Typically when someone brings up a polychrome they mean that of something old, something, sometimes, classical. Nicolas Party’s work isn’t something old, but is rather contemporary. The paint on the face of Bust (2019), the contoured blue face, encourages the excavator to consider the enforced marriage of antiquity and contemporary in the work. The Temple of Aphaia is in Attica, Greece and was founded in 500 BC to worship Aphaia, a Greek Goddess. Inside there were many marble sculptures of warriors. The sculptures were taken to Munich, Germany to be restored by a Danish sculptor, Bertel Thorvaldsen (who has been dead for many years now), at The Glyptothek, a museum of Greek and Roman sculptures commissioned by the Bavarian King Ludwig I (who has been dead for many years now). Without doubt, the unknown sculptors of the marble warriors in The Temple of Aphaia and their conservator, Thorvaldsen, did not have access yet to a CNC Router, which is a machine that requires a digital computer to operate and that carves shapes from digital signals. Little is known as to wether either Thorvaldsen or the unknown original sculptors would have had a better time with a CNC Router. Party seems to be having a better time and in a generous nod to their historical exploits paints his sculptures in homage to times gone by.
Excavators, do acknowledge that the work in the tomb is growingly momentous. Past the pinched second room, in the third and final room, a trophy room, excavators would be hard-pressed not to notice the severed finger and foot – the latter measuring 2 feet, 1 inch and the former measuring 3 feet, 2 inches in height. The finger towers high, held completely erect – on a tall, skinny yellow plinth – severed from a giant overeager high schooler during a geography lesson. Excavators, in the inside of a cave, stalactites hang from the ceiling and stalagmites grow from the floor. Party’s Polychrome has the tenacity to trick the excavator into a feeling constriction, as in a cave overburdened with stalactites and stalagmites. The Modern Institute, in actuality, has a loftiness about it – high ceilings and natural light overhead. The works demand intimacy, closer inspection, awe, and the removal of dust and debris. It’s hard to see the forest when the trees are so commanding. A tribute to the temple and tomb, and a strategy in focusing attention, the painted planes – the bright, jarring exuberance on the walls and plinths – fall away. Once inside, excavators fail to see the planes in the pursuit of the material. Pink painted fingernails on a gisant, red skin that sweats like chopped onion and white hair in the shape of a cartoon egg white with no tone or line. Party plays with the details that the excavator has be afforded. Carefully considerate, keen not to overfeed, like Huel, the popular powdered meal replacement, the exhibition is technologically and technically ambitious and slyly odd.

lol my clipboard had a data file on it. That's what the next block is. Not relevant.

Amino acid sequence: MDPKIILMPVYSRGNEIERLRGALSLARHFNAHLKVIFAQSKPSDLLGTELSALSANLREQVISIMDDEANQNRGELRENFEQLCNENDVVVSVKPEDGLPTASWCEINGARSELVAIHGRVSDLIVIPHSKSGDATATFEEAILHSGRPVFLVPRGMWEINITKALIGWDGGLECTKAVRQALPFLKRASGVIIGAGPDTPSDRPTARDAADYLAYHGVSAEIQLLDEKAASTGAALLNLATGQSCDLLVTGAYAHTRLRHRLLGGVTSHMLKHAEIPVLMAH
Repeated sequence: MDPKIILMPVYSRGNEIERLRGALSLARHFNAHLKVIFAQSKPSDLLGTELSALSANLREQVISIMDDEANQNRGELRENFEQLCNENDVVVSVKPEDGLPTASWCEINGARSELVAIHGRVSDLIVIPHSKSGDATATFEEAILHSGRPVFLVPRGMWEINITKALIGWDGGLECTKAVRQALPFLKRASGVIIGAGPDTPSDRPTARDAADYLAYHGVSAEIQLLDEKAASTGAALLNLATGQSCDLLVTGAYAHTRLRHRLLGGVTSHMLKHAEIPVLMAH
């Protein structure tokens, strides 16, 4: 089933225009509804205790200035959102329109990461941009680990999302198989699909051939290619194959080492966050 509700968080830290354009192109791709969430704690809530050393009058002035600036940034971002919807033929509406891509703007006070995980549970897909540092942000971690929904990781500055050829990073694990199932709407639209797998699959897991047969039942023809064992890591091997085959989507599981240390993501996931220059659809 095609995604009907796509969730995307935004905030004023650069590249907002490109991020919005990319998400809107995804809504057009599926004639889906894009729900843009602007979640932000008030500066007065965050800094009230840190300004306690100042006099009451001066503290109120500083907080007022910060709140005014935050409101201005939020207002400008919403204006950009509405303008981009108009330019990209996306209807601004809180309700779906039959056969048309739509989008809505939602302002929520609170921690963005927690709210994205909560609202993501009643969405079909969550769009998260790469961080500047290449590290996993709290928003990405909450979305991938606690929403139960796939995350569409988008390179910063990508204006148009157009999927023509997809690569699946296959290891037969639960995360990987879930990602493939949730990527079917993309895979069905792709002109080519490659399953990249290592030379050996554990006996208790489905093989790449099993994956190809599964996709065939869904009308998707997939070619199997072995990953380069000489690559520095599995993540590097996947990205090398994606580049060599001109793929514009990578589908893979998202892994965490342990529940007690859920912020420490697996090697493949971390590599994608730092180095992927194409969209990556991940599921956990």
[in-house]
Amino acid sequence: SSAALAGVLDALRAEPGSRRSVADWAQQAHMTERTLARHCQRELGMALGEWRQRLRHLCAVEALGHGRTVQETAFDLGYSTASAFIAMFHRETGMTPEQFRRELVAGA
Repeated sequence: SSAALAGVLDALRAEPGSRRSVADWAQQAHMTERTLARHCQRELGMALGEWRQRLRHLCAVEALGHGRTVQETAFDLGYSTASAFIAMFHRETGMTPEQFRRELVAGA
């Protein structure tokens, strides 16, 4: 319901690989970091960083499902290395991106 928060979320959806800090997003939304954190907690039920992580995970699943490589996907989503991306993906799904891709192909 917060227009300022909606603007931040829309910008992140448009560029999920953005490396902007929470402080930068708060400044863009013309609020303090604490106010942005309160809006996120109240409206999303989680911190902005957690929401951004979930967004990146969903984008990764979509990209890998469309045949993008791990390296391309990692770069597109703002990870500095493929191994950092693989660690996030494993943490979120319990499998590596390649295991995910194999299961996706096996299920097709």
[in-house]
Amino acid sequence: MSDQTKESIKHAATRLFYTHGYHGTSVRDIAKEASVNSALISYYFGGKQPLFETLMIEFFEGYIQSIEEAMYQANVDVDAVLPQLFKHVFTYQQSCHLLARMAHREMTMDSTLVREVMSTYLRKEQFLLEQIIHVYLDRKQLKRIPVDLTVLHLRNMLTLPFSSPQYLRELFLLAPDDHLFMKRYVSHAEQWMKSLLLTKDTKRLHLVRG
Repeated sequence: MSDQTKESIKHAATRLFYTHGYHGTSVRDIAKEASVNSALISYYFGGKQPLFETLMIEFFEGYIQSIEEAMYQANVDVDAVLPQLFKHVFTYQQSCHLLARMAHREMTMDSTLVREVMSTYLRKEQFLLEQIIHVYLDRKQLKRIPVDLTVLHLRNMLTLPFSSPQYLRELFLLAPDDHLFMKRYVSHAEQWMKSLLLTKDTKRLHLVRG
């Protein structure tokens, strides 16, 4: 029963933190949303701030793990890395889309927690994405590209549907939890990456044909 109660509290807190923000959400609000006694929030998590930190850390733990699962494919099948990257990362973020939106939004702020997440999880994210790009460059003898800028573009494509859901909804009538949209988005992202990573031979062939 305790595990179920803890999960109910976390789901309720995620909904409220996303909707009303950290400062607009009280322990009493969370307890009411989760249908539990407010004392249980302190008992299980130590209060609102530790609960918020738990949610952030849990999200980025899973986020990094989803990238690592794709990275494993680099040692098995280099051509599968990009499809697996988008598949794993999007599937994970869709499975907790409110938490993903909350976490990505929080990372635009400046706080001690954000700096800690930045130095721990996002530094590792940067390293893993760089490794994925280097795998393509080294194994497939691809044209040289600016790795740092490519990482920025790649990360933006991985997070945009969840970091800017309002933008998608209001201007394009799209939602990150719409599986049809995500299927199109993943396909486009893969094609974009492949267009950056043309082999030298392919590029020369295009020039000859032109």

Excavators, please stand back. With attention directed to the room, to its entirety, Party’s practice can be seen as a flirtation with art historical references. Conventions in portraiture, in the staging of an exhibition and in sculptural tradition leach from the objects encapsulated in the space. Though the exhibition concludes in the final room, the archways – all lined up like soldiers – give way for a suspicion of endlessness. Starting in the waiting room, waiting to be led through the therapists office and onwards to the trophy room, the energy of the space, ordered and unexpected, with objects hidden behind walls, the arches could continue ad infinitum. From behind the final sculpture, a red gawping bust on a purple plinth, easily seen through each archway and from every room, an excavator could expect to find a further archway. Again and again, past the boundaries of the gallery; through shopfronts, studios and roads, the careful curation of detail and material play would never end. Dear excavators, the tomb is now closing, please gather your treasures and exit through your nearest archway, then the other, then the other and through the last. Please mind your head once again, excavators. Take care to remember the colour, for in centuries time – when eroded – impressionable individuals may garner an unrealistic view of the contents of the tomb. Take care, also, to remember any personal belongings when leaving the tomb. Thank you.
Polychrome by Nicolas Party is open from 25 May to 24 August 2019. Open Monday through Friday, 10AM – 6PM and Saturday, 12 – 5PM.